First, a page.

Posts Tagged ‘restaurants’
Tuesday, August 12th, 2008
When one looks at a vineyard – you’re not looking at it in the same way as you would look at an orange orchard. Instead one sees a multitude of experiences past and of moments yet to come – moments of intimacy, memorable occasions, conversations and treasured friendships. Since time immemorial, vineyards have not only been the touchstone of certain regions, but have often been the lifeblood of local communities and the cornerstone of entire generations of families. Every vineyard contains a family, a history, a culture and a purpose. This was at least, the sentiment I had before embarking on a mission to New York City, where I would promote and sell wine’s connected to my family in some ways, and more importantly – wine from my country. During that time – having spent much time in preparation for the mission, I left with those stories and sentiments of culture and family fresh in my blood. But with every sales-call and wine event I began to feel further and further from the vineyard. Soon it was about laid in cost, case-discounts and what kind of Point of Sale material was on offer. I travelled the country in a rental car with a case of wine, a corskrew and a power-point presentation along the way having people from Westchester Wine Warehouse cruelly spit wine on my shoe after having left me waiting for an hour, sitting in cold-rooms of cellars in Maryland, helping do stock-takes in Ohio, presenting to Wholefoods buyers in North Carolina and pushing on-premise retail in Atlanta: and with every step I became a bit more confused and lost the focus of what I was doing. Having believed that wine was so important to my country and stepping into the States to tell the story of South African wine, it was very dispiriting to suddenly be faced with the fact that no one really cared so long as they could make a profit.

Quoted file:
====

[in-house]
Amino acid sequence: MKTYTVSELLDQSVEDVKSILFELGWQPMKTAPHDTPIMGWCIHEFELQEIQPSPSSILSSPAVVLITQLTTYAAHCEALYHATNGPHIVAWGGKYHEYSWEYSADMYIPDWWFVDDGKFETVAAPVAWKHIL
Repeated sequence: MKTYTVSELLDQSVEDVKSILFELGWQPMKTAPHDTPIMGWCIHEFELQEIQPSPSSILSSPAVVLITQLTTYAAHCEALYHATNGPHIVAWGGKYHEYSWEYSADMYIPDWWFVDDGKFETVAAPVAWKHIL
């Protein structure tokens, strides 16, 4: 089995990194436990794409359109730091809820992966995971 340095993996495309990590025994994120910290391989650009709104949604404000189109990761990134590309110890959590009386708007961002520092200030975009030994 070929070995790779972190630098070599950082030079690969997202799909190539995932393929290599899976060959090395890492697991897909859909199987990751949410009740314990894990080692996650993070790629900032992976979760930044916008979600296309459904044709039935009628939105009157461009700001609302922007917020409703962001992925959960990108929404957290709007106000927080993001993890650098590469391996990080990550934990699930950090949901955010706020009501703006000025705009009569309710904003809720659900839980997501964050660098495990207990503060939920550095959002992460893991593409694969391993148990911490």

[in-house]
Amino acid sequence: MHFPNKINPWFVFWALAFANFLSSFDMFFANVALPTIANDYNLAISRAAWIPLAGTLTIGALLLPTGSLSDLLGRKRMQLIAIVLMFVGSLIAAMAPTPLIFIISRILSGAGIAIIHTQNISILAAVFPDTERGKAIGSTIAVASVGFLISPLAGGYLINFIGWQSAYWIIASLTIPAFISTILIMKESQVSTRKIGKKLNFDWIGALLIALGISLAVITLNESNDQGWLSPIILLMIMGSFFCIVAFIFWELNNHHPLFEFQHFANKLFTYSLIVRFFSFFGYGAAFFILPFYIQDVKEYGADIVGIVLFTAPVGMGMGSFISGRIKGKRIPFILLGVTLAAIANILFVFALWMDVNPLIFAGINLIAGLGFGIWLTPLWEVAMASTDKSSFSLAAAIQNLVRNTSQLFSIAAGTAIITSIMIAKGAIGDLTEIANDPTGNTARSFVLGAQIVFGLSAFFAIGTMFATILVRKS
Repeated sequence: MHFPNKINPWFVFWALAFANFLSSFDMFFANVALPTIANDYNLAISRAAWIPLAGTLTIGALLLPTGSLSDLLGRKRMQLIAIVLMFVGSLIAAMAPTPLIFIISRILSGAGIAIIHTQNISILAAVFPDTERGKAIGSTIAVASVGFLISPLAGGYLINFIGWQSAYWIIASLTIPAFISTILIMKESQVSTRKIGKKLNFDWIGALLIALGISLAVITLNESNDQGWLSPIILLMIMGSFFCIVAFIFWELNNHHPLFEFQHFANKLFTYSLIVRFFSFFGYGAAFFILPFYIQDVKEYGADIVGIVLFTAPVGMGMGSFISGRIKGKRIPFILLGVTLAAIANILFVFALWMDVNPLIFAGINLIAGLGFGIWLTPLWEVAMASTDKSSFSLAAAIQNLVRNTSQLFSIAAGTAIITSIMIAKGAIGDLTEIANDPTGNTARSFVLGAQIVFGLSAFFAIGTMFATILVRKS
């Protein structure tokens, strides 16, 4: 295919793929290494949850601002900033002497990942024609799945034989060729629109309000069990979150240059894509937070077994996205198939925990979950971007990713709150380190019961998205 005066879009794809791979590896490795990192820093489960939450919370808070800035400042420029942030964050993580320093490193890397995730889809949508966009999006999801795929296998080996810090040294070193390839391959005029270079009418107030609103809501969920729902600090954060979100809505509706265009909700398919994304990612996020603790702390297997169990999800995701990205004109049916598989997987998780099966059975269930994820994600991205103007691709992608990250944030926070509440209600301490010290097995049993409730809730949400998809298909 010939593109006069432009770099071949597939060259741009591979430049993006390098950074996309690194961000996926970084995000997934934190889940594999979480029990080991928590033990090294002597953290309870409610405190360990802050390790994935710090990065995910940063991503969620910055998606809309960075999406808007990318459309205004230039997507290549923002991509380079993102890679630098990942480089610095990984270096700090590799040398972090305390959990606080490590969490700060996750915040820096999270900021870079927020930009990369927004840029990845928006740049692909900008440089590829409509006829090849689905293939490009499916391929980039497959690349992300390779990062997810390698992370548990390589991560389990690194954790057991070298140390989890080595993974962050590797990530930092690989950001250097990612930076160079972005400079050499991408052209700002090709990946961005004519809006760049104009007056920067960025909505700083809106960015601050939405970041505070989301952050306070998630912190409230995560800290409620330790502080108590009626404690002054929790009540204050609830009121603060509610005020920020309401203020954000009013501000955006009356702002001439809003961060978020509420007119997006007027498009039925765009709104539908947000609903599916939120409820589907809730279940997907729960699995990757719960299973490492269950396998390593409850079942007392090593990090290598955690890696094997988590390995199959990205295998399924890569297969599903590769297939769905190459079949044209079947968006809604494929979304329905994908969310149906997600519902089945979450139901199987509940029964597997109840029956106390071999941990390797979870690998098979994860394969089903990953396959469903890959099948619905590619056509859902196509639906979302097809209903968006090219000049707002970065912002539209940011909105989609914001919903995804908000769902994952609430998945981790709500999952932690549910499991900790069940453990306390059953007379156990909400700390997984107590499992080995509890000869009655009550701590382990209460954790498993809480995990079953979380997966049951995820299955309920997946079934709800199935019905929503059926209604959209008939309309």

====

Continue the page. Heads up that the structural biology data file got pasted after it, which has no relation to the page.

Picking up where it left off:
Tags: aid, Atlanta, Business, Culture, Energy, event, Food, friends, history, market, New York, philosophy, power, preparation, purpose, read, restaurant, restaurants, review, Sales, SC, South Africa, step, tasting, Travel, Vine, Wine, wineries, winery, world, writing
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Friday, March 30th, 2007
Last week New York Magazine ran the special ‘New York vs. London‘, calling London ‘the other New York,’ an honour to be sure, and the article was accompanied with a glowing review of London – the undisputed capital city of Europe.
New York Magazine is obviously regional, and abroad, if one wants to get the pulse of a city there’s simply no substitute for Time Out, which has always been an invaluable resource to me – whether I’m in London, New York, Paris, or Chicago, I make sure to consult with the website and find out what’s going on, where to eat, where to dine and where to hang out. Time Out rocks plain and simple. Whether you’re in Helsinki or Hong Kong, Time Out’s got insider advice and is the Lonely Planet for footloose socialites.